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Jack Smith Forced to ‘Quietly’ Withdraw Subpoena In Trump Jan. 6 Case

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OPINION: This article may contain commentary which reflects the author's opinion.


Special Counsel Jack Smith appears to have hit a dead end in his ‘election interference’ case against former President Donald Trump, according to a report last week.

According to sources who spoke to The New York Times, Smith may be winding down his investigation into whether Trump’s campaign defrauded investors by making false election claims following the 2020 race against now-President Joe Biden.

Smith’s team has “quietly withdrawn a subpoena seeking records from” Trump’s 2020 campaign “as part of their investigation into whether Mr. Trump’s political and fund-raising operations committed any crimes as he sought to stay in power after he lost the election,” two sources told the Times.

Continuing, the Times noted, “The office of the special counsel, Jack Smith, decided this week to effectively kill the subpoena to the Trump campaign following the withdrawal of a similar subpoena to Save America, the political action committee that Mr. Trump’s aides formed shortly after he lost the race in 2020.”

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The outlet noted further that rescinding subpoenas issued to Donald J. Trump for President Inc. and the Save America PAC suggests that Smith’s office is either winding down or ending that part of his investigation into whether the then-president broke any laws by claiming the 2020 election was stolen from him in order to raise funds.

The Times also credited the Washington Post for first reporting that the subpoena issued to Save America was withdrawn.

The Times said that Trump’s political operation raised nearly $250 million off of claims that the 2020 election was stolen — claims that were never proven to be accurate.

“Trump’s team has long maintained that the financial inquiry by Mr. Smith’s office would struggle to yield any charges. Political fund-raising materials often engage in bombast or exaggeration, and a fine line exists between criminal behavior and solicitations protected by the First Amendment,” The Times noted.

Meanwhile, the federal judge overseeing Trump’s classified documents case handed Smith’s prosecutors another stinging defeat earlier this week.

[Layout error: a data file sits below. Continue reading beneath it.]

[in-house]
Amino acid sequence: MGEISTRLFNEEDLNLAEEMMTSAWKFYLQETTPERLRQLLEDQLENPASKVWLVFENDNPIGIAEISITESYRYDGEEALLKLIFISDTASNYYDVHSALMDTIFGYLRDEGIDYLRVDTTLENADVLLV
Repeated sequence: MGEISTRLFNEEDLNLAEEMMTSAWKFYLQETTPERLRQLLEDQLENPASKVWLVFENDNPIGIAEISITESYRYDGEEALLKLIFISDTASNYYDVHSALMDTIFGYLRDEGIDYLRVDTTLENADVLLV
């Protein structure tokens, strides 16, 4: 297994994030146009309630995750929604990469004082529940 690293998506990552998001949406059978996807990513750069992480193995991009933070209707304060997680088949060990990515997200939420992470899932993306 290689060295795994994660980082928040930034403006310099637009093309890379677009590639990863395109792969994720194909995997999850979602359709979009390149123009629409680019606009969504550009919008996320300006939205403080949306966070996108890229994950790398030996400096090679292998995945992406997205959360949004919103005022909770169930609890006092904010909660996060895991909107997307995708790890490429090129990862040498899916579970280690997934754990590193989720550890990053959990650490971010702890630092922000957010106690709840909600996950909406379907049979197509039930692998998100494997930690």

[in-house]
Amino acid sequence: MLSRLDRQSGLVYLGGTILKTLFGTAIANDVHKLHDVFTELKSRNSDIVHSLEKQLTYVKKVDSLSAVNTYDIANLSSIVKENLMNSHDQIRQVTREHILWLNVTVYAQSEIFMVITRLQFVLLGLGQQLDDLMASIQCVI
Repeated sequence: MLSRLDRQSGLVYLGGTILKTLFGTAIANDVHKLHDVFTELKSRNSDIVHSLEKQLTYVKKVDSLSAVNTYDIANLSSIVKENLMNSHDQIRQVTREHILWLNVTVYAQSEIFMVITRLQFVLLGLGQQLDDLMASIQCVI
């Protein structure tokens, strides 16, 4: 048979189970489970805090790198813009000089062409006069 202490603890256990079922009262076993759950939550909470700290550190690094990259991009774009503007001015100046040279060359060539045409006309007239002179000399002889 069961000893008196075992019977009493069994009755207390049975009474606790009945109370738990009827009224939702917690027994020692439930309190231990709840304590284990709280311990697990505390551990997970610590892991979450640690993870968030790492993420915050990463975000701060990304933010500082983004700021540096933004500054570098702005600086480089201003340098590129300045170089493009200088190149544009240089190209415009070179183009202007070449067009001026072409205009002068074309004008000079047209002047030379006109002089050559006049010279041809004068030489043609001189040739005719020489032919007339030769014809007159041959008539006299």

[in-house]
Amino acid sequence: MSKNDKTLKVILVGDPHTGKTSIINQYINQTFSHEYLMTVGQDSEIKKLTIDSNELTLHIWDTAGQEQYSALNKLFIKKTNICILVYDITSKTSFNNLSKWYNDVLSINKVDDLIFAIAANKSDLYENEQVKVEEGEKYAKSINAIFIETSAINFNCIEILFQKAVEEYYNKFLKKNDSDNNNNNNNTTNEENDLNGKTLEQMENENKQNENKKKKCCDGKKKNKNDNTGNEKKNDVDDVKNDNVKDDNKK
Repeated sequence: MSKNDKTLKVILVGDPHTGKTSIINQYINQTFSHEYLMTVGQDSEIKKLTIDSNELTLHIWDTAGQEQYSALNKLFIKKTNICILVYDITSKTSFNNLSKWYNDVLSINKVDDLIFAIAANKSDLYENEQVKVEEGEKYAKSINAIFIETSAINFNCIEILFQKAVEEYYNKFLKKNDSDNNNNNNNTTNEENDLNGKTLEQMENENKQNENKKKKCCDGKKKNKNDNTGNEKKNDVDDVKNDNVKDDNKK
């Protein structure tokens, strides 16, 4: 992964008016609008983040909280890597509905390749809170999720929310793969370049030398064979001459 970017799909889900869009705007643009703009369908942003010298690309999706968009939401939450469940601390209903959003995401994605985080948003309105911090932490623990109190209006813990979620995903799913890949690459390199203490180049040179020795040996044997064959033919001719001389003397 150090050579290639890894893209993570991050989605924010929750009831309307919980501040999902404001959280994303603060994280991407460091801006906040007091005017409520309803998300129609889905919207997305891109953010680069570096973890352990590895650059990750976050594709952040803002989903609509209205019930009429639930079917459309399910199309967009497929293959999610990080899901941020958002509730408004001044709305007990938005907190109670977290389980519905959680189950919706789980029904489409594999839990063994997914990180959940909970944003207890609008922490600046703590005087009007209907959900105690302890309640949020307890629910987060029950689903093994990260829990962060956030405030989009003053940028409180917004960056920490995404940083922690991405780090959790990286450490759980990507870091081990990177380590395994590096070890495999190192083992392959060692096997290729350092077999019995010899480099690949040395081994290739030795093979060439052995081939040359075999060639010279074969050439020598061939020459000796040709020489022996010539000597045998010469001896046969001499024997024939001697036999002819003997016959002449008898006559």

U.S. District Judge Aileen Cannon brutally rejected a request by prosecutors to deny defense attorneys access to certain documents and materials during the discovery process. In a ruling, she said that Smith’s team’s efforts to restrict discovery were based on a “broad and unconvincing theory” as well as an “atextual” and “almost blithe” interpretation of the corresponding federal statute, The Western Journal reported.

The request comes after Smith charged Trump valet Walt Nauta and Mar-a-Lago property manager Carlos De Oliveira with conspiring with the former president to retain classified documents at his South Florida home illegally.

In her Wednesday ruling, Cannon said the Office of Special Counsel too broadly interpreted the Classified Information Procedures Act, saying it did not comport with a plain reading of the statute.

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She noted in her ruling that Smith’s team wants to restrict Nauta and De Oliveira “almost entirely from reviewing classified discovery to be produced in the case, and then placing the burden to justify otherwise on defense counsel.”

Smith’s team cited Section 3 of the CIPA law to make their request, which states: “Upon motion of the United States, the court shall issue an order to protect against the disclosure of any classified information disclosed by the United States to any defendant in any criminal case in a district court of the United States.”

Cannon, a Trump appointee, ruled that a simple reading of the law doesn’t support Smith’s position — that attorneys for the defendants should be restricted across the board from reviewing documents that would be used at trial as proof that they mishandled classified documents.

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The judge noted that the CIPA statute distinguishes between the defendants themselves and their lawyers.

“In the OSC’s view, even though Section 3 refers to ‘defendant’ — and even though Congress elsewhere in CIPA specifically referred to ‘any attorney of the defendant’ as distinct from ‘the defendant,’ see CIPA § 2 — the Court nevertheless must read the term ‘the defendant’ in Section 3 to mean ‘attorney for the defendant’ and then simultaneously interpret Section 3 to exclude ‘the defendant’ facing criminal indictment, at least in cases where the government proffers a basis to object to such disclosure pretrial,” she wrote in her ruling.

She then labeled the special counsel’s position a “broad and atextual interpretation” of the law.

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